Logging on your Debian 9 server using a root user can create a lot of problems. For instance, a simple rm command with wrongly typed parameters can wipe your entire production's server data.
As such, you need to create a non-root user with sudo privileges. You can then temporary elevate privileges by using the sudo command where necessary.
To create the user, use the command below:
$ sudo adduser
For instance, to add a user identified as james on your server, use the command below:
$ sudo adduser james
Then, add the user to the sudo group by typing the command below:
$ sudo usermod -aG sudo james
Remember to replace james with the correct username.
Logging in to your Debian 9 server using a private/public key pair is more secure that using a password. In this mode, you keep the private key on your local computer and the public key under the .ssh/authorized_keys file on your Alibaba cloud server.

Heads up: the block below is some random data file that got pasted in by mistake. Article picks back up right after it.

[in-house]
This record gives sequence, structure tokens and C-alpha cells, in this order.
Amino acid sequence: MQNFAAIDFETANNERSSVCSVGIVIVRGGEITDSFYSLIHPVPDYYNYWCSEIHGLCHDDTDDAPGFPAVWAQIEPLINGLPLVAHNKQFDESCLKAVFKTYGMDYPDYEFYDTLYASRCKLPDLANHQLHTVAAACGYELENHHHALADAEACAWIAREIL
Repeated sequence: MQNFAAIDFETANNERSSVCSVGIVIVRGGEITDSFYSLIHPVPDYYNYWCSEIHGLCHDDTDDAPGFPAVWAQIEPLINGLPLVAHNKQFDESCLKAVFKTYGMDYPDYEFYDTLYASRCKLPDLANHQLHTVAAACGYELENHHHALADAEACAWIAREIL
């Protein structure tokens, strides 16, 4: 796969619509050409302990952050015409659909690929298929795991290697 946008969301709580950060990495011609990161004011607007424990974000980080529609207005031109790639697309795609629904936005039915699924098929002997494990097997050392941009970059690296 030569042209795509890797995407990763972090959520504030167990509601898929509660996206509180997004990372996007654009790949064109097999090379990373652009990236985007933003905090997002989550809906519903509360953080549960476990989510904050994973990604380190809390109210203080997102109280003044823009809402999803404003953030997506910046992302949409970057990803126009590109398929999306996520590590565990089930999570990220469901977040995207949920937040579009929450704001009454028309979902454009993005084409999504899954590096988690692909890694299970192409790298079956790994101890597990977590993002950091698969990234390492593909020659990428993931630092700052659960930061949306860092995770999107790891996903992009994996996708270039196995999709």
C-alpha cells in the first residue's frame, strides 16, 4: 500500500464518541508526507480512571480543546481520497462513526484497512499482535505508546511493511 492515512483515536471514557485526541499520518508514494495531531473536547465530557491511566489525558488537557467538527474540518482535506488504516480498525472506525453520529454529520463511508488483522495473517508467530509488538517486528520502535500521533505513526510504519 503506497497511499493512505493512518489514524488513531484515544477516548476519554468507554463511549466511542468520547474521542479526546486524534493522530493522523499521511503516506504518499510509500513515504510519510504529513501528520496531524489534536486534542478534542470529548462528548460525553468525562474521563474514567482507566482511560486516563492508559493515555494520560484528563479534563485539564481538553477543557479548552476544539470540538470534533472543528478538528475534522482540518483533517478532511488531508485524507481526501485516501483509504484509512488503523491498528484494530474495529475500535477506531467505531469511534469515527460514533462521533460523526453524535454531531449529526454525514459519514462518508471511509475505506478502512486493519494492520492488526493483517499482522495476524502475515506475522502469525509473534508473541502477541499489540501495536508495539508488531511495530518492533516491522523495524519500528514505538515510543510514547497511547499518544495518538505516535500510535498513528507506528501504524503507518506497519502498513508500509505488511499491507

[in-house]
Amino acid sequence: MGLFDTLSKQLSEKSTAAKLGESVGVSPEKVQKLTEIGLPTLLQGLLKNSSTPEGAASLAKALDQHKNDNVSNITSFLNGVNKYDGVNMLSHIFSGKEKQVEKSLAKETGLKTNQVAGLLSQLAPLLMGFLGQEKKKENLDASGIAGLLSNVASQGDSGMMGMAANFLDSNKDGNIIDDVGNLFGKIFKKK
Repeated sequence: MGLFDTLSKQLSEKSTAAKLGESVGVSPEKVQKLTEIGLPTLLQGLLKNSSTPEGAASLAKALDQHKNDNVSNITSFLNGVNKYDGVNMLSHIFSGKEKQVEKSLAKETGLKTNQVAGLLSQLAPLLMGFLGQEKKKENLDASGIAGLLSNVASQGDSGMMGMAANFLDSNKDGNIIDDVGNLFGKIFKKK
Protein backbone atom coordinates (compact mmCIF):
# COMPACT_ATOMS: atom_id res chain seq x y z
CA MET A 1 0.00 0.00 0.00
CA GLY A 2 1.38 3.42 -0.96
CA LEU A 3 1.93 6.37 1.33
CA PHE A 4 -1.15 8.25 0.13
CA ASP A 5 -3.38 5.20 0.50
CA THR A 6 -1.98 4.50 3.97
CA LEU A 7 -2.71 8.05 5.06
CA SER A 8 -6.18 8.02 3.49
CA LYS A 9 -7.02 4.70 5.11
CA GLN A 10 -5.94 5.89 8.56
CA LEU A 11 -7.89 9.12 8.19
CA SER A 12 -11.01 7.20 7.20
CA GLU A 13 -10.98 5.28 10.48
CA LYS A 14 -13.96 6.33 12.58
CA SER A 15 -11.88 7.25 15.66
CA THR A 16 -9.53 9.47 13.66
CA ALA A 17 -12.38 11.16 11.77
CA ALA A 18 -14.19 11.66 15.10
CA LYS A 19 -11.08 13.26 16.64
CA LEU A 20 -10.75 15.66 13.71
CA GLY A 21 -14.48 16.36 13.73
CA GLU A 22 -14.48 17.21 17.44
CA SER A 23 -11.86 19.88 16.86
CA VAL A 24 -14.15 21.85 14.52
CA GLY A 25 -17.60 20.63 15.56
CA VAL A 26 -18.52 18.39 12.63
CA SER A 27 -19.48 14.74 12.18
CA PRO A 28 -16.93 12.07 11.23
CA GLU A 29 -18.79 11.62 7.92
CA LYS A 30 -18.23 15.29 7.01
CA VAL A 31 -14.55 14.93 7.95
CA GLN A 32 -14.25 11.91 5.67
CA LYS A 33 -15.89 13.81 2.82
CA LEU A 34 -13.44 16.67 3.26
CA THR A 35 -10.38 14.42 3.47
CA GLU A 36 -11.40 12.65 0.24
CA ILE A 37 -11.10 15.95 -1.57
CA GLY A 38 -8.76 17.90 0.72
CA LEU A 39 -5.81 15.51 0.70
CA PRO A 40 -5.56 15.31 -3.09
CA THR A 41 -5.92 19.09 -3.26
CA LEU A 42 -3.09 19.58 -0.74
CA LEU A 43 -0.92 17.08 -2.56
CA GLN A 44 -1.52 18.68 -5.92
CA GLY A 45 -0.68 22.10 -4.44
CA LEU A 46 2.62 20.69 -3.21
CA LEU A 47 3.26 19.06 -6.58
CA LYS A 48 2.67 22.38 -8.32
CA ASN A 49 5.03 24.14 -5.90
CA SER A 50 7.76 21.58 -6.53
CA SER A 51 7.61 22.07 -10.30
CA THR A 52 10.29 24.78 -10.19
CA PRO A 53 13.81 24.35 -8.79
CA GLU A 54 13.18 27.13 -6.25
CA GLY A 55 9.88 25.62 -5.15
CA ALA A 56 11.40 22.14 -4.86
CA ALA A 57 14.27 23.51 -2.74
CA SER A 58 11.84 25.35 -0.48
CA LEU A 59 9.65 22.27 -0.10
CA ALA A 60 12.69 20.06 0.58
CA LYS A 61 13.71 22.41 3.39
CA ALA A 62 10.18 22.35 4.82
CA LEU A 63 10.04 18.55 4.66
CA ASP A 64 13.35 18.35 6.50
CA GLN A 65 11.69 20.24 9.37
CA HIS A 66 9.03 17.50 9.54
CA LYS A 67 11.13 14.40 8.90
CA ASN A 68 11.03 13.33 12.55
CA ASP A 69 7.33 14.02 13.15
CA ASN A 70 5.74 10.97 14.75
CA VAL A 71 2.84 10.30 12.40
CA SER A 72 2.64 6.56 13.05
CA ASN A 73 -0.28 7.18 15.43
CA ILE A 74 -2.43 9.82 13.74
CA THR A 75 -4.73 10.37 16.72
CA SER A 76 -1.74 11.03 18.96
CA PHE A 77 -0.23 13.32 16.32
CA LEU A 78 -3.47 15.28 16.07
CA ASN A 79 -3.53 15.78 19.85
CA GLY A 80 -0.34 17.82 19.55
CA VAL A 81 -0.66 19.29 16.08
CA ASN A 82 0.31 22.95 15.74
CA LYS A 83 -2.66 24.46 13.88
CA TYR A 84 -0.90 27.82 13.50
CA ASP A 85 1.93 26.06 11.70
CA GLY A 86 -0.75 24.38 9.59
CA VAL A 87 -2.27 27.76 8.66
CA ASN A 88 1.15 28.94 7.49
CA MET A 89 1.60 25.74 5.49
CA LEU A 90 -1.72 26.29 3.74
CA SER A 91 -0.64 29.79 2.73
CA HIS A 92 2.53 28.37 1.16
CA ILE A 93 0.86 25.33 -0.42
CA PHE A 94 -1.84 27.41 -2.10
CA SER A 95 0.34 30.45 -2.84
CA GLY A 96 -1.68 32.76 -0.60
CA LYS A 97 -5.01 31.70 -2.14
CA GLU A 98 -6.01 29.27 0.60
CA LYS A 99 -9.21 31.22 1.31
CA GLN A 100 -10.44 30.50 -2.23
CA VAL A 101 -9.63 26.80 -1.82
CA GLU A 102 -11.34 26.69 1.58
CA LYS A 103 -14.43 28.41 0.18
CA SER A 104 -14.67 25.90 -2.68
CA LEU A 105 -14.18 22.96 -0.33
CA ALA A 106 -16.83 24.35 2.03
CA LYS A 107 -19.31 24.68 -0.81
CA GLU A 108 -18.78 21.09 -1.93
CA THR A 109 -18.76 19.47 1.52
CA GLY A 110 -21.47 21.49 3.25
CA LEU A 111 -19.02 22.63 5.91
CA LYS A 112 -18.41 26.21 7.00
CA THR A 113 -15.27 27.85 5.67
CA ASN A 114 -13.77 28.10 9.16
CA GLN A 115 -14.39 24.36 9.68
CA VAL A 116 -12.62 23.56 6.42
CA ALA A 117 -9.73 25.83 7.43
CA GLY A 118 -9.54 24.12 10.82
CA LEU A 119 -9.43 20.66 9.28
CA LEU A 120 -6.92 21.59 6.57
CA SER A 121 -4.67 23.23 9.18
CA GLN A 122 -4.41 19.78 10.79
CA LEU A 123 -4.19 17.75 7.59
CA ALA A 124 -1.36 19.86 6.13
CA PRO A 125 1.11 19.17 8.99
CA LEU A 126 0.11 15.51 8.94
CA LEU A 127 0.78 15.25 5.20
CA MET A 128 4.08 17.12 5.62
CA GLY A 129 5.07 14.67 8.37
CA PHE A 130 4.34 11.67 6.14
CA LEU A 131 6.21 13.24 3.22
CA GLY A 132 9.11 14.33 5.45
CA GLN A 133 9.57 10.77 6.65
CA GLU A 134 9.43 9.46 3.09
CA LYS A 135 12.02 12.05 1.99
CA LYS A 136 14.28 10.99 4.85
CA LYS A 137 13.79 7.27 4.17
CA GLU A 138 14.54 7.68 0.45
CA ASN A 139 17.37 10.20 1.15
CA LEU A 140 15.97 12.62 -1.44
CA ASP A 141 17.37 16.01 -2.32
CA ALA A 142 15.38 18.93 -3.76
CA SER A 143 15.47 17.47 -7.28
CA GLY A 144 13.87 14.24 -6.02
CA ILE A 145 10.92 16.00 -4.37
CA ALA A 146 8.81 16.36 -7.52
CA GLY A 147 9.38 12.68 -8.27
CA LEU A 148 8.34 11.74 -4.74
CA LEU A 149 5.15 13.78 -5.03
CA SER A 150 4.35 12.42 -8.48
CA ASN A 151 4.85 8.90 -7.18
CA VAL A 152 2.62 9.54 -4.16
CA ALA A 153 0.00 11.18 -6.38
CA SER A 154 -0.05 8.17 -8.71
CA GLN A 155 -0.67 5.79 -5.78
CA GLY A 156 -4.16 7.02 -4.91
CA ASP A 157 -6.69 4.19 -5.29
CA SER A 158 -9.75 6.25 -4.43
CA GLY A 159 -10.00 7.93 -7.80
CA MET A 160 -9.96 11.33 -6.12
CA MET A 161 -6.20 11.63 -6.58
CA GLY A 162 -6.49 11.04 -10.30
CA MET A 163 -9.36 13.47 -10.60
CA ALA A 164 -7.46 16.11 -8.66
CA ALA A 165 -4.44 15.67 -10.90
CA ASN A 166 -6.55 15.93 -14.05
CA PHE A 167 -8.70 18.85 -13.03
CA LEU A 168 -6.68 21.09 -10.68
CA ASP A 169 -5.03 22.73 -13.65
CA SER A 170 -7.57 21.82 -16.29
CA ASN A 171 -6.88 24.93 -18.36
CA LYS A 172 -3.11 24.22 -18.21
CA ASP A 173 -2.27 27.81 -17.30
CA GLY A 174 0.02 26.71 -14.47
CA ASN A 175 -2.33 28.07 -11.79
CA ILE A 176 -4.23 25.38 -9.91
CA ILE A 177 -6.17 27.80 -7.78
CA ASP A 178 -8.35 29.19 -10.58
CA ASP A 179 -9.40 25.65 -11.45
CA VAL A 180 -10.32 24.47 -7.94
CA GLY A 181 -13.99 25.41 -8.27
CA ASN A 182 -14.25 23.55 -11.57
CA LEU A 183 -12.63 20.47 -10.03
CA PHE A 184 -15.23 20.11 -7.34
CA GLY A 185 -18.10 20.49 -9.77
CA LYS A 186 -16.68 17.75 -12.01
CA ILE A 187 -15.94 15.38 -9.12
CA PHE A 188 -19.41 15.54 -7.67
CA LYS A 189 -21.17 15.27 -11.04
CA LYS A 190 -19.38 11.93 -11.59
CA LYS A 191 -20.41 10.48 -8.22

This technology encrypts data sent from your server via the public key and users can only decrypt it using the correct private key, which is only known to you. Keys used in this manner can't be guessed even by the most resourceful hackers. You can also add another layer of security by protecting your private key with a passphrase in case it falls to the wrong hands.
You can generate a private/public key pair with a tool like PuTTY key Generator (download here).
Make sure you are logged in as the user who you are generating keys for. Also, the below commands should NOT be run using 'sudo'.
Copy the public key part to your Debian server using the commands below:
$ mkdir ~/.ssh